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Five collectives are finalists for the 2021 Turner Prize

This post is also available in: Português (Portuguese (Portugal))

This year, the exhibition of the works of the finalists to the competition will be presented at the Herbert Art Museum and Gallery, in Coventry, United Kingdom, from September 29, 2021 to January 12, 2022, as part of the celebrations of the City of Culture 2021 event.

The winner will be announced on December 1, 2021 at Coventry Cathedral.

The prize, one of the most important distinctions in contemporary art, thus returns to its traditional format, after, in the 2020 edition, it was transformed into support grants for ten artists, due to the context of the pandemic of covid-19 and its impact on the creation of contemporary art.

The Turner Prize for the Visual Arts was created in 1984 under the name of the painter William Turner (1775-1851) and is awarded annually to artists born or residing in the United Kingdom, based on work done in the previous year.

The Array Collective is a group of artists based in Belfast that creates works focusing on issues affecting Northern Ireland, translating them into performances, protests, exhibitions and other events. Specifically, she has worked on issues such as the decriminalization of abortion and discrimination against the homosexual community.

For their part, the Black Obsidian Sound Sistem (B.O.S.S.), based in London, are formed by black and colored artists, ‘queer’, ‘trans’ and intersex. In their work, they seek to challenge the prevailing norms among sound systems in African communities in the Diaspora, through installations, performances, workshops and creative commissions.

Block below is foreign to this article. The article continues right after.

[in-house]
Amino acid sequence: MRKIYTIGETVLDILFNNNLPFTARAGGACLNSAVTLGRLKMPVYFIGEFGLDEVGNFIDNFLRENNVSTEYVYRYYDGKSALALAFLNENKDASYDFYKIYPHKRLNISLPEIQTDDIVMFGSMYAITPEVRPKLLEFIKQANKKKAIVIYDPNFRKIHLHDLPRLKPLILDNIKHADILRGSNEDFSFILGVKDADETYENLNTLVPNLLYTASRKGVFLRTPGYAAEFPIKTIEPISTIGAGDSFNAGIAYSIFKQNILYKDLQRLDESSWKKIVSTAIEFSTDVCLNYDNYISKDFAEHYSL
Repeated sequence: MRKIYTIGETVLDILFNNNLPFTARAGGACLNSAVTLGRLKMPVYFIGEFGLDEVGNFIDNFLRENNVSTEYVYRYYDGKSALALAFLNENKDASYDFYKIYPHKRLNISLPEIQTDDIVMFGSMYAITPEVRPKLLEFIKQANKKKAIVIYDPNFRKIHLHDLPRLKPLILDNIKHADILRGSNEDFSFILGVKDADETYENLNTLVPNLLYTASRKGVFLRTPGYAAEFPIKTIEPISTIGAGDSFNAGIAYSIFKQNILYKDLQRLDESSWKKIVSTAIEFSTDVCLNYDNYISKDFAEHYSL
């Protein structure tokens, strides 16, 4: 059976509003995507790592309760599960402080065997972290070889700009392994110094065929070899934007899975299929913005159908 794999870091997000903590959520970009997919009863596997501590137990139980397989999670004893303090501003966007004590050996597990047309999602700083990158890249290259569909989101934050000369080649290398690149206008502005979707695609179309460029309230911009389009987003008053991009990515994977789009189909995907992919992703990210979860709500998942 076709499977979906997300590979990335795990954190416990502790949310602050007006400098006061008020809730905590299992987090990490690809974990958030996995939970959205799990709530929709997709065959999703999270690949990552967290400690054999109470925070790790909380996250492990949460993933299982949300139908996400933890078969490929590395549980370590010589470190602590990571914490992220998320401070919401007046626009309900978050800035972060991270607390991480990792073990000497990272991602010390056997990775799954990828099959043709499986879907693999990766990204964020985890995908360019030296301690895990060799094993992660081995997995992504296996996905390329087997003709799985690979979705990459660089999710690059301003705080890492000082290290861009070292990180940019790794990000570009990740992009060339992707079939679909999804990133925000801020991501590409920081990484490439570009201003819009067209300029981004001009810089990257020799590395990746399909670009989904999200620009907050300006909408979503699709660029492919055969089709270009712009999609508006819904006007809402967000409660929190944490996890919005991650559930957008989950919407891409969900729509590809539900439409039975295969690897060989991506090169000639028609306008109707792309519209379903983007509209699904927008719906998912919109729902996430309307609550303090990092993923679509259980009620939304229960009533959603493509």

Cooking Sections, a London-based duo, examines food systems and organizations around the world, in a work of artistic reflection expressed in installations, performances and video that explores the boundaries between art, architecture, ecology and geopolitics. Recent work on salmon production was exhibited at Tate Britain in 2020.

Cardiff’s Gentle/Radical group, led by artists, community workers, performers and writers, argues that art is an instrument of social change and creates real and virtual spaces in Wales communities.

The Doorstep Revolution project, inspired by confinement, is one of the ongoing ones, for sharing stories between neighbors about the difficulties in dealing with the pandemic.

As for the Project Art Works collective, it includes a wide range of artists based in the city of Hastings, where it develops collaborative projects with minorities and disseminates its work through exhibitions, events, films and digital platforms.

Among the various projects, they created the film “Illuminating the Wilderness” (2019), which follows the experiences of members of the collective and their families.

The Turner Prize will award the winner 25,000 pounds sterling (~ 29,000 euros) and 10,000 pounds (11,500 euros) for each of the other finalists.

Aaron Cezar, director of the Delfina Foundation, Kim McAleese, Grand Union programmer, Russell Tovey, actor, and Zoé Whitley, director of the Chisenhale Gallery, are on the jury chaired by Alex Farquharson.

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